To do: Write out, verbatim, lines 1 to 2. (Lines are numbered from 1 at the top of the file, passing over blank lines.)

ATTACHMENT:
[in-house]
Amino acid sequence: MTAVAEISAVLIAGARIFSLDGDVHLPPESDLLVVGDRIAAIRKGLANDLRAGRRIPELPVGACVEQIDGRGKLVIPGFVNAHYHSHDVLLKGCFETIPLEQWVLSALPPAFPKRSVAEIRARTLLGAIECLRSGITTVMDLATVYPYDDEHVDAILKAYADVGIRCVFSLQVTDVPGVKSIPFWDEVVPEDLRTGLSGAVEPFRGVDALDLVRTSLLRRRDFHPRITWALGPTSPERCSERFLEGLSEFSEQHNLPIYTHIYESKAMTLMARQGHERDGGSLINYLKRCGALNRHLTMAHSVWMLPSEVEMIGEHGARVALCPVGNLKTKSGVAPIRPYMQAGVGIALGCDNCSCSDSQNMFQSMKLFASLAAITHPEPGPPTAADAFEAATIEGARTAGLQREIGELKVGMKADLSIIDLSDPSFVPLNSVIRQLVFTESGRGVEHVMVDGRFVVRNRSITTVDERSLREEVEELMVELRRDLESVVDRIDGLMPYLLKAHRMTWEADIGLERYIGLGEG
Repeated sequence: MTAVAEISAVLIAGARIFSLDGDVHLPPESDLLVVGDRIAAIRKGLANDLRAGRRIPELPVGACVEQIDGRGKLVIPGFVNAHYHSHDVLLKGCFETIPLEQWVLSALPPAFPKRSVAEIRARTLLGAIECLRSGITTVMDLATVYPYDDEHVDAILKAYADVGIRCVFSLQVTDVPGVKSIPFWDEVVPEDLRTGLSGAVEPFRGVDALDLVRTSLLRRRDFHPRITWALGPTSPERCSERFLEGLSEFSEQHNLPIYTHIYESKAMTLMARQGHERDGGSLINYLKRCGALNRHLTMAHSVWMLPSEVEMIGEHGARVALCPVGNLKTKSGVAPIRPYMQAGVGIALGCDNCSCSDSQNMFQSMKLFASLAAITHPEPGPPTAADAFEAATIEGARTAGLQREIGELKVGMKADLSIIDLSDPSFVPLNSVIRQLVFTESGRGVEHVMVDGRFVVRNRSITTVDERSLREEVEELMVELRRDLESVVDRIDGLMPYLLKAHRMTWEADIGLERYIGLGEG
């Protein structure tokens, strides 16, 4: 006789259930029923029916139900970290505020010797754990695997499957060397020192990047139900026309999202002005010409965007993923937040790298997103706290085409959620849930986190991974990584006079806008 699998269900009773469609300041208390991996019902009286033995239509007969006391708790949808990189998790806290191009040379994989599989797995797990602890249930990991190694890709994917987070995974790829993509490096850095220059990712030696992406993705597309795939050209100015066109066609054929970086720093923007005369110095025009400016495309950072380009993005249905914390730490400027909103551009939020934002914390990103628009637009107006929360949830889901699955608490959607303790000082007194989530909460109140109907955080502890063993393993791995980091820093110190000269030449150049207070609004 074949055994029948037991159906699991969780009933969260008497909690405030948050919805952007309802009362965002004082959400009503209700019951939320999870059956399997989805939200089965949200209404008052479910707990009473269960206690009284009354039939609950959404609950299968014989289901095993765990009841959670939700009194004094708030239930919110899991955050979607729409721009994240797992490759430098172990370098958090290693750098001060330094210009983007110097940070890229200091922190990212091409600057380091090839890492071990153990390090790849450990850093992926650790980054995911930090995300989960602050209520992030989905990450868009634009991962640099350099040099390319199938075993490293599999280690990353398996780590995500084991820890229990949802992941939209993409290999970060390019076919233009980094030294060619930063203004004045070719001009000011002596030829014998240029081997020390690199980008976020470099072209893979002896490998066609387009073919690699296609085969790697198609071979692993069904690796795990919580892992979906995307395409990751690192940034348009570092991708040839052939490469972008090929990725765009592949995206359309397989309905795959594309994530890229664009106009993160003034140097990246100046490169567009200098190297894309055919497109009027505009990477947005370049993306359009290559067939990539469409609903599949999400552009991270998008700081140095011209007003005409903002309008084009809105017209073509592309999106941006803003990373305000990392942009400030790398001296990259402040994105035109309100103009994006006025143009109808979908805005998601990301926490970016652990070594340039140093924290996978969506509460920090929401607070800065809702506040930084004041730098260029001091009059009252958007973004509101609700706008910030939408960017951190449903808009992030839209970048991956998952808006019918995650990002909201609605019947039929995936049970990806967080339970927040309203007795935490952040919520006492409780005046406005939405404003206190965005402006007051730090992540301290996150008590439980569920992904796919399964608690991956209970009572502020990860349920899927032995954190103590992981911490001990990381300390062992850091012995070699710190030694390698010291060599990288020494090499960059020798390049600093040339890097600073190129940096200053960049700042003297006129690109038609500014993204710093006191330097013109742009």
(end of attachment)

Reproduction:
[in-house]
Amino acid sequence: MTAVAEISAVLIAGARIFSLDGDVHLPPESDLLVVGDRIAAIRKGLANDLRAGRRIPELPVGACVEQIDGRGKLVIPGFVNAHYHSHDVLLKGCFETIPLEQWVLSALPPAFPKRSVAEIRARTLLGAIECLRSGITTVMDLATVYPYDDEHVDAILKAYADVGIRCVFSLQVTDVPGVKSIPFWDEVVPEDLRTGLSGAVEPFRGVDALDLVRTSLLRRRDFHPRITWALGPTSPERCSERFLEGLSEFSEQHNLPIYTHIYESKAMTLMARQGHERDGGSLINYLKRCGALNRHLTMAHSVWMLPSEVEMIGEHGARVALCPVGNLKTKSGVAPIRPYMQAGVGIALGCDNCSCSDSQNMFQSMKLFASLAAITHPEPGPPTAADAFEAATIEGARTAGLQREIGELKVGMKADLSIIDLSDPSFVPLNSVIRQLVFTESGRGVEHVMVDGRFVVRNRSITTVDERSLREEVEELMVELRRDLESVVDRIDGLMPYLLKAHRMTWEADIGLERYIGLGEG